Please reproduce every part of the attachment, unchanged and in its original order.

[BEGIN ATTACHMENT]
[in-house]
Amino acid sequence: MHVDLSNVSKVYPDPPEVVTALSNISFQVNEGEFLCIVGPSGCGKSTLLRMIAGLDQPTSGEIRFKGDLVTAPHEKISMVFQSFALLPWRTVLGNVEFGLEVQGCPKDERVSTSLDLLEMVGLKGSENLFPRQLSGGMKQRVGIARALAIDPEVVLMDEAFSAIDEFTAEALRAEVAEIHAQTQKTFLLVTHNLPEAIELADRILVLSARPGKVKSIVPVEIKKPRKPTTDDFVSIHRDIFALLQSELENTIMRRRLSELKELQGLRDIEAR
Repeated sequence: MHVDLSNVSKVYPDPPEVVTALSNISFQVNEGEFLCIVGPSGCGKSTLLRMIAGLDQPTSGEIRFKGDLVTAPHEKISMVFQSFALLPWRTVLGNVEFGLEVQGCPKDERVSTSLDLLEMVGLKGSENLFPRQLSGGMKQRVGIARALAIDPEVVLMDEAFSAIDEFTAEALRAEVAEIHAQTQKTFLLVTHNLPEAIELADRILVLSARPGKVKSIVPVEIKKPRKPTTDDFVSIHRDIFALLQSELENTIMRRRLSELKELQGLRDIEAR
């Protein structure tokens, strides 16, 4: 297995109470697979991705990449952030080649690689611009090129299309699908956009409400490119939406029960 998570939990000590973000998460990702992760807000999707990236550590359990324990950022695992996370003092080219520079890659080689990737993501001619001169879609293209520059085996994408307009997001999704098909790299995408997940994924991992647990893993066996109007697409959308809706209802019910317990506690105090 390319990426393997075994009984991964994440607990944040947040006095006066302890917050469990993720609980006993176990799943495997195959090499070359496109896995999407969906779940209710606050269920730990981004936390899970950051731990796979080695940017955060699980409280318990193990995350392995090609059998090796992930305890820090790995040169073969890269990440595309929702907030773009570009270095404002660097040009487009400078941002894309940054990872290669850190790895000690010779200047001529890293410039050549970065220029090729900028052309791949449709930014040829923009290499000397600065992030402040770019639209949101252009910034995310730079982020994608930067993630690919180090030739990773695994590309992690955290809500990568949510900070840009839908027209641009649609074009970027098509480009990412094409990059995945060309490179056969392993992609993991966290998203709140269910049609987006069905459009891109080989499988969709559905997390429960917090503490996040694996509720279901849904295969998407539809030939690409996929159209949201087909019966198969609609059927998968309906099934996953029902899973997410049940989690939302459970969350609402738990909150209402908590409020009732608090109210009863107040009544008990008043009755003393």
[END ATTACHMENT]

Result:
[in-house]
Amino acid sequence: MHVDLSNVSKVYPDPPEVVTALSNISFQVNEGEFLCIVGPSGCGKSTLLRMIAGLDQPTSGEIRFKGDLVTAPHEKISMVFQSFALLPWRTVLGNVEFGLEVQGCPKDERVSTSLDLLEMVGLKGSENLFPRQLSGGMKQRVGIARALAIDPEVVLMDEAFSAIDEFTAEALRAEVAEIHAQTQKTFLLVTHNLPEAIELADRILVLSARPGKVKSIVPVEIKKPRKPTTDDFVSIHRDIFALLQSELENTIMRRRLSELKELQGLRDIEAR
Repeated sequence: MHVDLSNVSKVYPDPPEVVTALSNISFQVNEGEFLCIVGPSGCGKSTLLRMIAGLDQPTSGEIRFKGDLVTAPHEKISMVFQSFALLPWRTVLGNVEFGLEVQGCPKDERVSTSLDLLEMVGLKGSENLFPRQLSGGMKQRVGIARALAIDPEVVLMDEAFSAIDEFTAEALRAEVAEIHAQTQKTFLLVTHNLPEAIELADRILVLSARPGKVKSIVPVEIKKPRKPTTDDFVSIHRDIFALLQSELENTIMRRRLSELKELQGLRDIEAR
């Protein structure tokens, strides 16, 4: 297995109470697979991705990449952030080649690689611009090129299309699908956009409400490119939406029960 998570939990000590973000998460990702992760807000999707990236550590359990324990950022695992996370003092080219520079890659080689990737993501001619001169879609293209520059085996994408307009997001999704098909790299995408997940994924991992647990893993066996109007697409959308809706209802019910317990506690105090 390319990426393997075994009984991964994440607990944040947040006095006066302890917050469990993720609980006993176990799943495997195959090499070359496109896995999407969906779940209710606050269920730990981004936390899970950051731990796979080695940017955060699980409280318990193990995350392995090609059998090796992930305890820090790995040169073969890269990440595309929702907030773009570009270095404002660097040009487009400078941002894309940054990872290669850190790895000690010779200047001529890293410039050549970065220029090729900028052309791949449709930014040829923009290499000397600065992030402040770019639209949101252009910034995310730079982020994608930067993630690919180090030739990773695994590309992690955290809500990568949510900070840009839908027209641009649609074009970027098509480009990412094409990059995945060309490179056969392993992609993991966290998203709140269910049609987006069905459009891109080989499988969709559905997390429960917090503490996040694996509720279901849904295969998407539809030939690409996929159209949201087909019966198969609609059927998968309906099934996953029902899973997410049940989690939302459970969350609402738990909150209402908590409020009732608090109210009863107040009544008990008043009755003393």